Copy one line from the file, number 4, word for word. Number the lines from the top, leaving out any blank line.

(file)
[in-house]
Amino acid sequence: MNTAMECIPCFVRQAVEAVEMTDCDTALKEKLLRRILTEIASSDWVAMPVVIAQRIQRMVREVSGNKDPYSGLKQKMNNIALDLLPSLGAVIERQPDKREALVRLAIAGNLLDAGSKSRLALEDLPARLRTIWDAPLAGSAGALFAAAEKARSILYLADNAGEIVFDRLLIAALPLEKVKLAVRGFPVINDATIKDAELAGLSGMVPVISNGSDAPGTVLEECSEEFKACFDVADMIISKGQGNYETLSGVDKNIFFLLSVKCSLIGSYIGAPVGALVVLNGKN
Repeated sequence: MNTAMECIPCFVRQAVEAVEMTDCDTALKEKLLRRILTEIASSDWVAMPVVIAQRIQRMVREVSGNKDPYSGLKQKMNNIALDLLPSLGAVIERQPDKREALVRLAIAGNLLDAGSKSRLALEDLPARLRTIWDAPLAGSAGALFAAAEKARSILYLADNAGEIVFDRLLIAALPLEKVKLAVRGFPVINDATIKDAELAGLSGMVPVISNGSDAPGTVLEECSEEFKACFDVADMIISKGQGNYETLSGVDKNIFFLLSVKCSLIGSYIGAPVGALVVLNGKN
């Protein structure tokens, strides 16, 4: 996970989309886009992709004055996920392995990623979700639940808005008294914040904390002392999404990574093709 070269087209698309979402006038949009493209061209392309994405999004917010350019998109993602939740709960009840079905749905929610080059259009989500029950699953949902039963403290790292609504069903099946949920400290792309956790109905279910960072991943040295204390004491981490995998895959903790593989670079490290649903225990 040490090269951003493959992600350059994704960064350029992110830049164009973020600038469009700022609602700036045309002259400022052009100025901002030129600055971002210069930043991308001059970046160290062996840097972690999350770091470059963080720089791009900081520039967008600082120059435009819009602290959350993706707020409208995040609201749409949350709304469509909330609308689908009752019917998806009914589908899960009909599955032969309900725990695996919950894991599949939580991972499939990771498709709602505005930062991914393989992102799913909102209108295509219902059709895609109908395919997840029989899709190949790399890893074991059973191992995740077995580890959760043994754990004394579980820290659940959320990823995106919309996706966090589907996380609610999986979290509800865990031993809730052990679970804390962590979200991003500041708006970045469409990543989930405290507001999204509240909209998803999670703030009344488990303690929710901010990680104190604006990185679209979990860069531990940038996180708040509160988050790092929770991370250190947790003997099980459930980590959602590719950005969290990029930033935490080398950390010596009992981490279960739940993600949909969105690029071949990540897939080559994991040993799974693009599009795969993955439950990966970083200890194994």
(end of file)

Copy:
């Protein structure tokens, strides 16, 4: 996970989309886009992709004055996920392995990623979700639940808005008294914040904390002392999404990574093709 070269087209698309979402006038949009493209061209392309994405999004917010350019998109993602939740709960009840079905749905929610080059259009989500029950699953949902039963403290790292609504069903099946949920400290792309956790109905279910960072991943040295204390004491981490995998895959903790593989670079490290649903225990 040490090269951003493959992600350059994704960064350029992110830049164009973020600038469009700022609602700036045309002259400022052009100025901002030129600055971002210069930043991308001059970046160290062996840097972690999350770091470059963080720089791009900081520039967008600082120059435009819009602290959350993706707020409208995040609201749409949350709304469509909330609308689908009752019917998806009914589908899960009909599955032969309900725990695996919950894991599949939580991972499939990771498709709602505005930062991914393989992102799913909102209108295509219902059709895609109908395919997840029989899709190949790399890893074991059973191992995740077995580890959760043994754990004394579980820290659940959320990823995106919309996706966090589907996380609610999986979290509800865990031993809730052990679970804390962590979200991003500041708006970045469409990543989930405290507001999204509240909209998803999670703030009344488990303690929710901010990680104190604006990185679209979990860069531990940038996180708040509160988050790092929770991370250190947790003997099980459930980590959602590719950005969290990029930033935490080398950390010596009992981490279960739940993600949909969105690029071949990540897939080559994991040993799974693009599009795969993955439950990966970083200890194994």